Graham High has been reading and writing poetry since his teens. He had some early successes with the little presses in the mid seventies which resulted in two chapbook collections from Outposts and Athenaeum Books. After University, at which he studied Fine Art, his career in the visual arts meant that poetry took rather a back seat and it was not until the 1990s that his commitment to poetry became visible again.
As part of his ‘fresh start’ with poetry Graham has also become interested in contemporary English language haiku and haibun. He is the editor of Blithe Spirit, the Journal of the British Haiku Society, and has appeared in over 40 different haiku and haibun journals world wide, as well as having won a variety of competitions. He represented Britain at the Inaugural European Haiku Conference in Germany in 2005. His ‘mainstream’ poetry also appears in magazines regularly and in anthologies, including the Blue Nose Poets-of-the-Year Winners’ Anthology of 1996. In 2000 Wolf on the Third Floor, a collection of poems based on his experiences in Russia, where he lived for some time, appeared from New Hope International.
His activities as a sculptor and painter have resulted in many public commissions, particularly for large bronze works, and a wide range of group and one person exhibitions for his paintings both in Britain and abroad. One Person exhibitions in Moscow (1989) and Riga (1990) were particularly exciting coming as they did just before the break up of the Soviet Union. Graham’s interests in poetry and in sculpture are currently coming together in a new series of bronze portraits of contemporary British poets.
Extracts from selected reviews:
Wolf on the Third Floor:
- journeys especially are caught vividly, but there is also poignant social comment.
(John Francis Haines)
Beautifully produced as one would expect from NHI. ... Exceptional imagery and a fine economy of words ... A collection I'm happy to own.
International (Tom Lewis)
Negative/Not Negative is one of the best poems in the booklet. Mr. High has a cold fascination with Russia as shown in some of these lines — The grey light seeps into one's bones, — The sky glares down like a constant question. — The comparison of rooks and stars is well observed, but the last three lines sum up the poem beautifully — ..The Russians are a grey people,// living in the thin penumbra... — As a whole, Wolf on the Third Floor is an accomplished body of work, with certain lines that ring and echo in one's head. Each poem reveals a little more of itself at every reading. There is the added interest of Mr. High's introspective views of Russia — a land strange and forbidding to most of us. It is a startling collection on an unfamiliar theme.
Ink (Laura Sheridan, Editor)
This is poetry of remarkable quality, enriched with metaphorical detail and assonant balance of word and phrase; cadence is appropriately linked to change of mood and situation. There is lyricism in Graham High's poetry, whether in rhyming stanzas or in those poems which adhere to no particular verse-form, and I most readily and unreservedly give this fine publication the thumbs-up. It is a truly commendable collection.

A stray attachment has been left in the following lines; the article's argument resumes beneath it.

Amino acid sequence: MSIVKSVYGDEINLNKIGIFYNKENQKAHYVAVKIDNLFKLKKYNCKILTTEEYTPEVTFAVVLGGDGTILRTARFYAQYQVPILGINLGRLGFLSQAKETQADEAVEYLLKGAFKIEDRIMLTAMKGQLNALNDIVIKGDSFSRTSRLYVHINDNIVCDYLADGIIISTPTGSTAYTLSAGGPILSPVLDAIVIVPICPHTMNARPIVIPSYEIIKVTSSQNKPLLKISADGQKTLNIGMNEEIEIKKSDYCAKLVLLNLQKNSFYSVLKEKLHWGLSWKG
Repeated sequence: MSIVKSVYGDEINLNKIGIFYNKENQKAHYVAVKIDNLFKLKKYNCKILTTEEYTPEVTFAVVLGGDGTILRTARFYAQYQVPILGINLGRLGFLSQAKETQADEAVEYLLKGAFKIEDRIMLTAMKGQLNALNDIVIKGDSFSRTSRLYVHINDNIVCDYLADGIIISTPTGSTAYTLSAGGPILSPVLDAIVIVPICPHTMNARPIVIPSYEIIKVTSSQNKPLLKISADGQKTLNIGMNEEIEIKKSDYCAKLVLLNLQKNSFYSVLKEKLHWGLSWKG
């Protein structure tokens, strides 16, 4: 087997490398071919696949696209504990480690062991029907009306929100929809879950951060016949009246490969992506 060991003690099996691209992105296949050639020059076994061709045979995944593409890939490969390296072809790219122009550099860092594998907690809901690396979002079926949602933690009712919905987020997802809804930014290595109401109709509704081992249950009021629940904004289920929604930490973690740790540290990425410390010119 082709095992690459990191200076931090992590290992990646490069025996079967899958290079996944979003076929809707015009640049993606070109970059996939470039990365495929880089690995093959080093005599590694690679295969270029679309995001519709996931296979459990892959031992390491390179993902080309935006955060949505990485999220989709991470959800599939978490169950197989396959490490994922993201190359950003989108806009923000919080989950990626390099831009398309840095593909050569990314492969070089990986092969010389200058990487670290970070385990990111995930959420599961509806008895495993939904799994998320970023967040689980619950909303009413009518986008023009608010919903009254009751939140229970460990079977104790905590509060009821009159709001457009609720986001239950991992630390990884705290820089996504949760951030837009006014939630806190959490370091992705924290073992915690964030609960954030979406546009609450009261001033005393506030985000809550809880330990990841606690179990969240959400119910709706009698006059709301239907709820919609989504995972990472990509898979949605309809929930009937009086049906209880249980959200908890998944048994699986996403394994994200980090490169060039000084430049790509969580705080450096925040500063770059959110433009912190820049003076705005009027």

(Bernard M Jackson)
contains some very graphic descriptions of contemporary Russia. The landscapes on train journeys especially are caught vividly, but there is also poignant social comment.
Poetry Church (John Waddington-Feather)
High is quite capable of understanding a foreign consciousness, and rendering it in verse — not an easy task. I'll be on the lookout for more from Graham High in the future.
Although cold to touch, many of the poems transcend the narrative, revealing the warm undercurrent of the poet's affections, like the excellent 11 page Ukraine Honeymoon where the newly-weds leave Moscow by train. "Filigree silver round the glass/ chatters your teeth as we take tea/ in the wind, watching the suburbs pass/ The vodka-sodden guard smelling of piss/ peered down your blouse as he gushed hot water/ from the samovar with lascivious hiss". and we follow them all the way as they struggle with ghosts of the past and temptations of the present as they rattle through fabulous landscapes that sing and come alive with the poet's deft touch. A gem of a read.
Affectionate Punch (Andrew Tutty)
This collection combines elements of a good travel book with a mysterious hint of LeCarre.
Poetry (Jo Colley)
an exceptional collection of poems, each one a little gem in itself, but like a song cycle taking us on a journey... No review can do full justice to the high quality and absorbing content of this book. No one who risks their £4.50 will be disappointed - like me you will want to read it again and again - for each time new pleasures will be discovered.
Monthly (John S Mercer)
High's work is honest, intelligent, and tender. He loves and is intimidated by the hard-bitten Russia he evokes so feelingly in these formidable poems.
There is much beauty and intelligence in this poetry. I found myself wondering if Graham High could have any Russian ancestry, since there is a feel in some of the work of Osip Mandelstam and of that indefinable sense inadequately describable as a "Russian soul". The depth and subtlety in this collection is satisfying.
I enjoyed the leisurely pace and the stark uncluttered phrasing.
The whole book has the feel of a novel. The individual poems merge to tell a complete story; of love on the move, through the varied sights and sounds of a still rather mysterious and alien place called Russia. … It is clever stuff, and very well written … I highly recommend this book: it is contemporary poetry at its best.
HQ Poetry Magazine (Kevin Bailey, Editor)
on the Third Floor",
of Unresting Thought",
all poems featured on this site remains with the